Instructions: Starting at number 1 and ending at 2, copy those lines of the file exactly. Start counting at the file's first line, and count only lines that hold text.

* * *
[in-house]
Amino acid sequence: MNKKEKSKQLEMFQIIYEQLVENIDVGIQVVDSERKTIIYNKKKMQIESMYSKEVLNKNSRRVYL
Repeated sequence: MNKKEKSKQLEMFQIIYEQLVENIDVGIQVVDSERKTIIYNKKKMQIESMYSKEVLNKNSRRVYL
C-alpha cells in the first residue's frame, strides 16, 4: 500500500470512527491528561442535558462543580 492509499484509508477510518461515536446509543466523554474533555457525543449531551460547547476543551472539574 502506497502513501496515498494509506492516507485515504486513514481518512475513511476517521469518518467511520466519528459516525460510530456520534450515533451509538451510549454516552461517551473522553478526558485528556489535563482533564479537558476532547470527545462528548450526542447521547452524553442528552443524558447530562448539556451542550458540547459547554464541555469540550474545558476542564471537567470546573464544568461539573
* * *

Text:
[in-house]
Amino acid sequence: MNKKEKSKQLEMFQIIYEQLVENIDVGIQVVDSERKTIIYNKKKMQIESMYSKEVLNKNSRRVYL